Jan Terlouw opens the exhibition 'Fantastic Nature in Children's Books'

Gepubliceerd op
16 oktober 2013

Back to your childhood? On 1 November Jan Terlouw - former politician and successful children’s book author - will open in the Forum Library at Wageningen Campus, the exhibition “Fantastic Nature in Children's Books", that shows the history of how nature has been perceived and illustrated in Dutch children's books starting from the 18th century.

During the opening, Paul Roncken, professor of Landscape Architecture at Wageningen UR, will present his research on Griffel Winners of children's book illustrations in relation to sublime landscape. You’re cordially invited to this opening.

From fantasy to morality

The exhibition focuses on the representation and vision of nature as found in children’s books from the 18th century to current day. We see how fantasy reigned supreme in the early twentieth century and how morality has recently got the upper hand. The aim of the exhibition is to inspire viewers to think about the influence of nature and environmental concerns on the world of children.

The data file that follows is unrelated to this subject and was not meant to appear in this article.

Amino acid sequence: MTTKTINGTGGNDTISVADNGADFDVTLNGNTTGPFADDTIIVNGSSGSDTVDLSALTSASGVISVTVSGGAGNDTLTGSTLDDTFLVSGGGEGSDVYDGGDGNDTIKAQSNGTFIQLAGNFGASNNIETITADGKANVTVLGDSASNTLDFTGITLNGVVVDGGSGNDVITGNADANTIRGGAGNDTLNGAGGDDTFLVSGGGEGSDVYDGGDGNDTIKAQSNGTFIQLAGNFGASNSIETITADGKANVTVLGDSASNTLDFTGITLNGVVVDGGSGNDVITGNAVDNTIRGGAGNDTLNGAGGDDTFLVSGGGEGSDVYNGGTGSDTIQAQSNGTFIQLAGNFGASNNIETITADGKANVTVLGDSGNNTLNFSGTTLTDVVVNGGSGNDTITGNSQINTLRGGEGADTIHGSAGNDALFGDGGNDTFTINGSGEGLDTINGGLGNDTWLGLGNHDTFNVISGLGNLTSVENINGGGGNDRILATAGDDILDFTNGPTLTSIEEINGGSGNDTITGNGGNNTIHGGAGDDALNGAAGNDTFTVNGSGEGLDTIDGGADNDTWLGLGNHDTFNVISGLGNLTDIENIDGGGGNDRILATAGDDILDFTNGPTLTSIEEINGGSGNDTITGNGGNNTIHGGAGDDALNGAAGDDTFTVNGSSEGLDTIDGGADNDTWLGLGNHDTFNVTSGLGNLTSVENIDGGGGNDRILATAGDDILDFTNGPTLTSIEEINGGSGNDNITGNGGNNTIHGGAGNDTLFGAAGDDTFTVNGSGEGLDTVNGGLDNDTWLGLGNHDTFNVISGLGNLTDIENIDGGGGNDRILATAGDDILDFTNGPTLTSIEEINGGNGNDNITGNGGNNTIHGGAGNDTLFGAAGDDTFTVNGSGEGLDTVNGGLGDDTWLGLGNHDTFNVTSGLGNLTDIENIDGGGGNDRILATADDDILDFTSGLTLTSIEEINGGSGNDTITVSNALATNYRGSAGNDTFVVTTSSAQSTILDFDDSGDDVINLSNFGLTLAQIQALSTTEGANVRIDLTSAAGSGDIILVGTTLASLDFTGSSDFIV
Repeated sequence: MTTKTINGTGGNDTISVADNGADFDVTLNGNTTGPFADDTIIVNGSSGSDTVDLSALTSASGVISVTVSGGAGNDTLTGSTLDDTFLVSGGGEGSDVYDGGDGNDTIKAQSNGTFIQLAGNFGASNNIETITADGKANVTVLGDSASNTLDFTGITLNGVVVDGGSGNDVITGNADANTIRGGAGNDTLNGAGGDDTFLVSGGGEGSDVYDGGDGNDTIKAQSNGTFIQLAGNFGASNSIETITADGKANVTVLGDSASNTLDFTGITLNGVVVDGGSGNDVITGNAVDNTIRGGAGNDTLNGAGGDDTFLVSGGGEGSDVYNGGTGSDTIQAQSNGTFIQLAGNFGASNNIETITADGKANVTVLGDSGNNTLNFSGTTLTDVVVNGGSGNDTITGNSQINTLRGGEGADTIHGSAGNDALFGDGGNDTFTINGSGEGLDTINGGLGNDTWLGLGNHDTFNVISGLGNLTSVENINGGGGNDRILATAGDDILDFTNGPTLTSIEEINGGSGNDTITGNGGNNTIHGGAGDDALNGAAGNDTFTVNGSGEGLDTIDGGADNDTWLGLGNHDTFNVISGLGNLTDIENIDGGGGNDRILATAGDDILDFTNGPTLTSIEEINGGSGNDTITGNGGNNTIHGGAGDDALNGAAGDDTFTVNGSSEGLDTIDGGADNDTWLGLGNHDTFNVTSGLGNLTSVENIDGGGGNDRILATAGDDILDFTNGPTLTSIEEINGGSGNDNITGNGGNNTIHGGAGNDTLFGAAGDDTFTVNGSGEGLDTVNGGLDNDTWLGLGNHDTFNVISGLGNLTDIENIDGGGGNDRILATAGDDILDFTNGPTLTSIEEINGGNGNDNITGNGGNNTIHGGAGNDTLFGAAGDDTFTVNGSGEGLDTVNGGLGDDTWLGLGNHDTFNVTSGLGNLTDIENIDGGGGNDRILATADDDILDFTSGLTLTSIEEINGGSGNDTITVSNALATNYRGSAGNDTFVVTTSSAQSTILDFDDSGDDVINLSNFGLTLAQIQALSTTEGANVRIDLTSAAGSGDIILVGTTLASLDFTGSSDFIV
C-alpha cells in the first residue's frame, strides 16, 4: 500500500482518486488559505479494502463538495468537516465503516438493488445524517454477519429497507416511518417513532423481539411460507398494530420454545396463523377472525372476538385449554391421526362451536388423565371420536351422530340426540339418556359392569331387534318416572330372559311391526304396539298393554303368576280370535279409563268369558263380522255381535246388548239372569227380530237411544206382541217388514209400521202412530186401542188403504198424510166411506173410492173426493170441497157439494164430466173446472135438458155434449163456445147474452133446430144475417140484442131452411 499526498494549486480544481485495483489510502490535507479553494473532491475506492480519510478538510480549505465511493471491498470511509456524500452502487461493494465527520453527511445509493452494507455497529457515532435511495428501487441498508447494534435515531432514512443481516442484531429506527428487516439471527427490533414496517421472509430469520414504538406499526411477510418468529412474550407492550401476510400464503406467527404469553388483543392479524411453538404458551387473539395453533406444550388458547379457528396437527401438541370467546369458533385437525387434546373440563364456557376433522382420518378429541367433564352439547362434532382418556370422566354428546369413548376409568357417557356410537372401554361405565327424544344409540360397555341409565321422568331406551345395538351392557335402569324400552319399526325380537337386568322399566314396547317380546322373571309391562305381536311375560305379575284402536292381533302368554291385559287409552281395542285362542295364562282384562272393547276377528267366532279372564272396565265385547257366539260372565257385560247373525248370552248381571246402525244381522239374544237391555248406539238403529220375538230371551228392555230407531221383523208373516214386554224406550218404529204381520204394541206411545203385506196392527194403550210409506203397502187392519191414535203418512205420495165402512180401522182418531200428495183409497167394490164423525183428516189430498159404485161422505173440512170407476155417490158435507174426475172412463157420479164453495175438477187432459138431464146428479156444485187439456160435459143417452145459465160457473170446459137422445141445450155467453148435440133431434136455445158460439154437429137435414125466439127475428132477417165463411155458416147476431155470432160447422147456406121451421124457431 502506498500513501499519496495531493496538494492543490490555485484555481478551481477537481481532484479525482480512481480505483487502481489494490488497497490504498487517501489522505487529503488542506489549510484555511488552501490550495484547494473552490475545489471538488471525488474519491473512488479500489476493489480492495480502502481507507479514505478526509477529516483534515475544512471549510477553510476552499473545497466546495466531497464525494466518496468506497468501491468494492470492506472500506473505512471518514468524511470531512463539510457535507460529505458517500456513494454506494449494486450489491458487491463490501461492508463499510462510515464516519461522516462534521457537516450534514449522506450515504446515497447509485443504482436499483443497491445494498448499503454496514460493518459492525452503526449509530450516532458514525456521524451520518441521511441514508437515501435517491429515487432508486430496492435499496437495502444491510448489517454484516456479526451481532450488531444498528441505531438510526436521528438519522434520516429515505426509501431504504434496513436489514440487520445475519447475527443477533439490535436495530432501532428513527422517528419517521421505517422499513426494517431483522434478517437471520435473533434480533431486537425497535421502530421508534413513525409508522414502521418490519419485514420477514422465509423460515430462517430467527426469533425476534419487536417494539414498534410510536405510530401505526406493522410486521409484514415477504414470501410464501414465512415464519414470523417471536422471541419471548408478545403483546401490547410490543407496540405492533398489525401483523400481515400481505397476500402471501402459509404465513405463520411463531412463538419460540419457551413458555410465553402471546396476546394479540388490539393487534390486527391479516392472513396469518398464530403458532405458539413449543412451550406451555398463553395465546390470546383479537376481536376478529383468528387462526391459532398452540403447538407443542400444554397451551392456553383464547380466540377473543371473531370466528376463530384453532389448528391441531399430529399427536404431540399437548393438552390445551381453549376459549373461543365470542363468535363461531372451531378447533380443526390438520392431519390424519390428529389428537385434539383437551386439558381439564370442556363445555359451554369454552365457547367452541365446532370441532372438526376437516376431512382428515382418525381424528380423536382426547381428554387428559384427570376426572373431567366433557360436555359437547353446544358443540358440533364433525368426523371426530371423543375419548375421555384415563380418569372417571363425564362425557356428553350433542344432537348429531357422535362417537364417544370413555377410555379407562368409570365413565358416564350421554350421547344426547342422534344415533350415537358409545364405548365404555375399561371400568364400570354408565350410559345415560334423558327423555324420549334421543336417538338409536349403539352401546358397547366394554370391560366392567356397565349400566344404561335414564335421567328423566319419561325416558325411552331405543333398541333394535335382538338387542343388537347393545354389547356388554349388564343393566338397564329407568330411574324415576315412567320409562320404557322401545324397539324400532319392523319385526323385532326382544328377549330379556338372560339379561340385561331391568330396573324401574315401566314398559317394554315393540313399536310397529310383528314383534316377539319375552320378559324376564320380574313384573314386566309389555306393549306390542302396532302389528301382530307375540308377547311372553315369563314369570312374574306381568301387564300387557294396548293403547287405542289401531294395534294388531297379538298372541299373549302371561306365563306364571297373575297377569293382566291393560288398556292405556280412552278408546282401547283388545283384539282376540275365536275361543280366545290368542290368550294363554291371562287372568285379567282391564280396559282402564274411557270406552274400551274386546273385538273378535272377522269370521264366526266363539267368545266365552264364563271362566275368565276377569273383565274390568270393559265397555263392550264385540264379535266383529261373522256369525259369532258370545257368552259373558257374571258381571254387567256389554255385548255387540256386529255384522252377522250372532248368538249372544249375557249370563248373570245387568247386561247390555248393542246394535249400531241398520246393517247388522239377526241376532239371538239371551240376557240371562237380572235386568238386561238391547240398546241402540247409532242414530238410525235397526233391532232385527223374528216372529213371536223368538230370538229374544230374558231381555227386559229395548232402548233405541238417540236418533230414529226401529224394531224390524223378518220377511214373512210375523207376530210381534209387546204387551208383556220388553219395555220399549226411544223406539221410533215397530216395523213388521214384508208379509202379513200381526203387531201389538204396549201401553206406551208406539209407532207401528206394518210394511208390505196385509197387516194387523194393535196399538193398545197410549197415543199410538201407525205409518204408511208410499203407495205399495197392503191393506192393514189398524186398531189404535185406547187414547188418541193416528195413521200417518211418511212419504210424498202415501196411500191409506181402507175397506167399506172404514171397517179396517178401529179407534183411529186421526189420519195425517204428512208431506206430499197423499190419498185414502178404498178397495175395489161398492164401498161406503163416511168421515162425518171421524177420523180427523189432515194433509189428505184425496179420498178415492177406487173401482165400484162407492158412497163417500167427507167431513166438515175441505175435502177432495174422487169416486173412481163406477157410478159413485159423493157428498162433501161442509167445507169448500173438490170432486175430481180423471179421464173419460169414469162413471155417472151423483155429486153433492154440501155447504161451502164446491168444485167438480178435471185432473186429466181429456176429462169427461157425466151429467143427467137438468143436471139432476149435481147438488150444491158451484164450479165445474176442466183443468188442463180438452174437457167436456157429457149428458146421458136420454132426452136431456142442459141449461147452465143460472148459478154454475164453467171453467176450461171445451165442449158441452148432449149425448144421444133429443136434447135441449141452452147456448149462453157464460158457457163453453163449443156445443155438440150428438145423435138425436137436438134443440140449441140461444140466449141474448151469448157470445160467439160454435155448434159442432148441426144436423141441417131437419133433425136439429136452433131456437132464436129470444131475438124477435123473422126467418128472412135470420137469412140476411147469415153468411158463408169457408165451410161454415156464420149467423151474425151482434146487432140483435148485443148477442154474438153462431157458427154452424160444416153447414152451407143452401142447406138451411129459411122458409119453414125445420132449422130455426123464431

Some of the books included in the exhibition are Bertha Bloemkoe, who doesn’t like grass and fancies only tarts, and Het boek der verbeelding (The Book of Imagination) illustrated by different authors including Jan Toorop. And who doesn’t know the story of Winnie the Pooh? Such a wonderful and imaginative story! In the twentieth century, children tucked into Tonke Dragt’s Torenhoog en mijlen breed and Jan Terlouw’s Koning van Katoren. While these books revolved around children’s fantasy and imagination, the contemporary children's book deals with climate change and seems to call children to save the world, as in the story Help mijn iglo smelt (Help My Igloo's Melting) by Natalie Righton.

Creative and Artistic

How the relationship between people and nature was viewed over time can clearly be seen in the 100 old and modern books in the exhibition. The representation of this view is often tremendously creative and artistic since many artists were also illustrators, a ‘side job’ that provided them with a livelihood. The exhibition has been put together with the help of Roel During (researcher Social Innovation and Cultural Heritage at Wageningen UR) and Tosca During (Master's student in art history at Utrecht University), and fans and collectors of children’s books.


The exhibition’s opening will be held on 1 November 2013 at 3:30 pm in the Forum Building, room C222 (2nd floor). After the opening, attendees may visit the exhibition.